The Christians are also charged with crimes 'against national security'. Release International calls on Iran to grant freedom of religion to its citizens.

Release International
Release International

Three Iranian Christians are to appeal a sentence of 80 lashes for taking communion wine. The Christians are converts from Muslim backgrounds. The sentence reflects the state's hard-line refusal to recognise the right of Muslims to change their religion.

Release International is calling for the Iranian authorities to allow its citizens to choose their own faith and to acquit the Christians. They also face charges of crimes 'against national security'.

Drinking alcohol is not illegal for Christians in Iran, but is forbidden for Muslims. The charges brought against these Christian converts reflect the state position that once a Muslim, always a Muslim.

'Why should Christians be lashed for taking communion?' asks Release Chief Executive Paul Robinson.

'And why is Iran refusing to allow its own citizens that most basic of all freedoms, the freedom to choose their own faith? These men have chosen to call themselves Christians. The state should respect that.'

Yaser Mosibzadeh, Saheb Fadayee and Mohammed Reza Omidi (also known as Youhan) were arrested at their house church in Rasht on May 13. According to Middle East Concern, Mohammed Reza was one of four Christians from a Muslim background who was given 80 lashes for the same charge in 2012.

The Christians are appealing against the verdict, but they also face more serious charges of 'action against national security', along with their pastor, Yousef Nadarkhani. They are due to face the Revolutionary Court in Rasht on October 15.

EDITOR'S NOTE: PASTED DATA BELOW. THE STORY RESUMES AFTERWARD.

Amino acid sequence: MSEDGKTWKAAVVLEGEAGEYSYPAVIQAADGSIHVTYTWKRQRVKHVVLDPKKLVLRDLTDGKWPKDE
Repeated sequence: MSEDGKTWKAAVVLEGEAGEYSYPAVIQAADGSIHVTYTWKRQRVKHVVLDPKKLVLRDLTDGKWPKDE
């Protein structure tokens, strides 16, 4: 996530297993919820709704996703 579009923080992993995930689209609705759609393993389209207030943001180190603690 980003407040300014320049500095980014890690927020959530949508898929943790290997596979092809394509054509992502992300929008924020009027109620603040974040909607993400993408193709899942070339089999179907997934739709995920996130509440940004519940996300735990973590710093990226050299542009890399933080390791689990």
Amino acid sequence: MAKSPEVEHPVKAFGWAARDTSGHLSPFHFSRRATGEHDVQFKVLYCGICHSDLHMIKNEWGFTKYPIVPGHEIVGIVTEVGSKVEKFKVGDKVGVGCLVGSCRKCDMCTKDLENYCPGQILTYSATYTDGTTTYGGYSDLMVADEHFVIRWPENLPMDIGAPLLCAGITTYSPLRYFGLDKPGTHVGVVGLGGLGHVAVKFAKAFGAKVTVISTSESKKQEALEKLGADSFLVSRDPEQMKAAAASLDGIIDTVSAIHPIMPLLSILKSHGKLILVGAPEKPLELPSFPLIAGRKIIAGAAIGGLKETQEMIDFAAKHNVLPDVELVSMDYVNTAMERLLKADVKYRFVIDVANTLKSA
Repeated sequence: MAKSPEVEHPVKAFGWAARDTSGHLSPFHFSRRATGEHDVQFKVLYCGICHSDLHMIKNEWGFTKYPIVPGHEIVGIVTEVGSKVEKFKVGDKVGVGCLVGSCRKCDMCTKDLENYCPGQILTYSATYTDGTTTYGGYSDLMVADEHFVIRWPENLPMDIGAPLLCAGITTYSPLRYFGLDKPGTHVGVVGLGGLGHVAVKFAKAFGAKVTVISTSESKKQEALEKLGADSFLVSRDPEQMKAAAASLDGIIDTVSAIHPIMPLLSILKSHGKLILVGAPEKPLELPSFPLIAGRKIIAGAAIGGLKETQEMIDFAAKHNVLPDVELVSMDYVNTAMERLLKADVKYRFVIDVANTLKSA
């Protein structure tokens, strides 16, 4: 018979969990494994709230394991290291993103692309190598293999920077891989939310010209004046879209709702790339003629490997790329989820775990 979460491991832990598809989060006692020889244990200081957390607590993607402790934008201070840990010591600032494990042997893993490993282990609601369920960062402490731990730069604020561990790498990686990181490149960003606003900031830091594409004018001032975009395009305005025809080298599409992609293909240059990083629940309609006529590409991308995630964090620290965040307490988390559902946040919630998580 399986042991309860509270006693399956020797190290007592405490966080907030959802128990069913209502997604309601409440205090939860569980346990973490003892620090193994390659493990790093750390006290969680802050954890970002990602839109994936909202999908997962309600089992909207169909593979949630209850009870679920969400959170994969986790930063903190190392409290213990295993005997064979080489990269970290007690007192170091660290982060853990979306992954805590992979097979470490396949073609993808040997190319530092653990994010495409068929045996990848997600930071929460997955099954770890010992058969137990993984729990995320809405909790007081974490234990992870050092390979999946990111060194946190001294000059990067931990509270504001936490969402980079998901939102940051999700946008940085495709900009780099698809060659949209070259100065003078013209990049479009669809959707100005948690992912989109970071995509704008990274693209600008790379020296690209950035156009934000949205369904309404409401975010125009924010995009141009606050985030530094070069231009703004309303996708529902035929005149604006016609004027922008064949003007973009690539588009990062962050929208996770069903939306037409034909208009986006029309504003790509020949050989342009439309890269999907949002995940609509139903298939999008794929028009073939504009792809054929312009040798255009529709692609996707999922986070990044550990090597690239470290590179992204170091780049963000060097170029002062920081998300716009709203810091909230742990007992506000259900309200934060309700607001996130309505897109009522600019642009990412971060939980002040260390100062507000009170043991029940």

Iran stepped up its crackdown on Christian activists in 2015. Ninety prisoners are now in jail for their faith. Many have been beaten and abused. Some have been threatened with death. Iranian officials often target evangelical house groups.

Repression against the church has increased since 2010 when Ayatollah Khamenei branded house churches a threat to national security. Christians are often accused of 'undermining national security'. And this latest case is no exception.

Yet the church in Iran continues to grow despite being under constant pressure.

Freedom for all faiths other than Shia Islam is limited, despite constitutional guarantees of religious liberty. Evangelising Muslims is illegal and the official penalty for apostasy (conversion from Islam) is death, although the sentence has rarely been carried out.

Christians make up just half of one per cent of the population. Most are discriminated against in education, employment and property ownership.

Many of Iran's Christians are ethnic Armenians or Assyrians. To limit the spread of the faith, many of their churches have been closed or restricted to conducting services in Armenian or Assyrian. This has driven many congregations underground.

Most Christians in Iran now meet in private homes. Prominent figures such as pastors may come under the scrutiny of the Ministry of Culture and Islamic Guidance. Many are forced out of the country.

Christians from a Muslim background pay a particularly high price. A number of Iranian Christians who were raised as Muslims remain in detention. Some suffer severe ill-health due to lack of medical treatment and beatings from prison staff and other inmates.

'Iran's President Rouhani was elected on a platform promising reform. The greatest reform he could offer his people is to allow them true freedom of religion,' says Paul Robinson of Release. CR

The opinions expressed in this article are not necessarily those held by Cross Rhythms. Any expressed views were accurate at the time of publishing but may or may not reflect the views of the individuals concerned at a later date.